The Forum


Thursday, April 23, 2009 11:50 a.m.

Blair Gardner: Learning to teach, online

Blair Gardner, a junior majoring in information technology, explains why GW’s Graduate School of Education and Human Development should take inspiration from University of Southern California’s MAT@USC program.

“It is clearly time to consider new options for educating, training and preparing future teachers. This country needs to employ a new generation of learners, wherever they are. The teacher shortage coupled with the current economic crisis makes a great case for the possibilities of an online degree program, especially for those of us entirely new to teaching.”

  • A Friend

    blairbear why you always be hustling??

  • tom

    Back in 1995, in a rather passionate discussion with a few science teachers in a tier 1 research university, this exact subject, of online education of teachers or even course content, excited vehement debate over lunch. It will be a significant component of future education, so let’s do it well.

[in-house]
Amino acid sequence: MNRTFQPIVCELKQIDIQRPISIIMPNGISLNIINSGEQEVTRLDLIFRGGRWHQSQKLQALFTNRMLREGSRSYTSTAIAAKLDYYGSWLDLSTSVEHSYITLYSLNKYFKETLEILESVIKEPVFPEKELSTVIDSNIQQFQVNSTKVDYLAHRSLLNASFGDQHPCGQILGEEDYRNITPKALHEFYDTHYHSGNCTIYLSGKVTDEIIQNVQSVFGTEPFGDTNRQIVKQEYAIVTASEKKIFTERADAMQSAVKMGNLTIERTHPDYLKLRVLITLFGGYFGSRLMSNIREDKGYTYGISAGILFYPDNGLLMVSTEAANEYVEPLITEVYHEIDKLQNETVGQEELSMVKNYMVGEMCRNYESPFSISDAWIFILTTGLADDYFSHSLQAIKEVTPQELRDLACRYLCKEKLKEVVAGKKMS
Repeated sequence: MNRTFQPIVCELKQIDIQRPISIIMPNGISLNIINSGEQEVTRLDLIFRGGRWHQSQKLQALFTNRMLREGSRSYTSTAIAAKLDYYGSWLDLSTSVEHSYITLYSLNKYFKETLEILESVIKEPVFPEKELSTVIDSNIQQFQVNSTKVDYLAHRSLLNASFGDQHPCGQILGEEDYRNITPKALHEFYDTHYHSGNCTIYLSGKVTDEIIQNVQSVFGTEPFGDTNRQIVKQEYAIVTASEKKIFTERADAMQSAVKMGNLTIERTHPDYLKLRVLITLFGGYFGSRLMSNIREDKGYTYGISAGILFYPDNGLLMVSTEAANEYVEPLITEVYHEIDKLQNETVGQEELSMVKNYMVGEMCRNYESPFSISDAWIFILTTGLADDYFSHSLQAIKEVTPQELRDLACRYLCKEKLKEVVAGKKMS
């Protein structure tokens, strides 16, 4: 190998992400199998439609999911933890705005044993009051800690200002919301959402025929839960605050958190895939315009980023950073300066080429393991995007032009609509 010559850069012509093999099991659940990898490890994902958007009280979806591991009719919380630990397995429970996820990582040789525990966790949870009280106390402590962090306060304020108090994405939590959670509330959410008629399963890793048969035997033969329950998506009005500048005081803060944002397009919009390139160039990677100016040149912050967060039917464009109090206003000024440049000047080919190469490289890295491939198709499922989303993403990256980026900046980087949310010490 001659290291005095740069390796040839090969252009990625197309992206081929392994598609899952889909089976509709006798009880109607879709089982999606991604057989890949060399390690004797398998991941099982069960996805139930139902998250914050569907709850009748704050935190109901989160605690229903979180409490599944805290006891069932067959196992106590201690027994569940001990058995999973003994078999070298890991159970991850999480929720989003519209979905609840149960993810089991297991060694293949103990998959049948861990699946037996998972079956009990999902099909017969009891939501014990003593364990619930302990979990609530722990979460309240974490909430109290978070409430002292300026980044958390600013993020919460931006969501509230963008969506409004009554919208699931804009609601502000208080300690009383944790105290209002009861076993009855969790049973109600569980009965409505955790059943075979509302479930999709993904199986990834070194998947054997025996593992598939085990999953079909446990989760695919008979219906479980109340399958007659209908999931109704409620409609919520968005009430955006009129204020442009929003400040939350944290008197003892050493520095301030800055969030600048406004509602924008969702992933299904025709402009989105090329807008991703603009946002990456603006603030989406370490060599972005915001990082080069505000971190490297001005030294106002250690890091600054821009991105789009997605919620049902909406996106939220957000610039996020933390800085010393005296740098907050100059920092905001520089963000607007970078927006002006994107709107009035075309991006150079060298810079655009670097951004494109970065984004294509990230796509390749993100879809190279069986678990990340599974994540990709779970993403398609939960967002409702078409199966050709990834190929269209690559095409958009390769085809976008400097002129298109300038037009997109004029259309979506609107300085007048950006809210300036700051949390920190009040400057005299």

• Jonathan Stevens

    Please do not be mislead. A Masters degree and a Teaching Credential are different. One does not necessarily lead to the other and having a stand alone MA does not qualify one to teach, at least in California public schools. An educational program that leads to the Ca. Preliminary Credential can not be taken online. The “hands on” component (student teaching) must be completed before you can apply for your preliminary credential unless you are in a sanctioned Intern program or already credentialed.

  • Blair

    This is true, Jonathan. The program also includes a student placement program that places students into schools close to where they live to allow them in class experience. Counselors guide each student through their state specific certification process.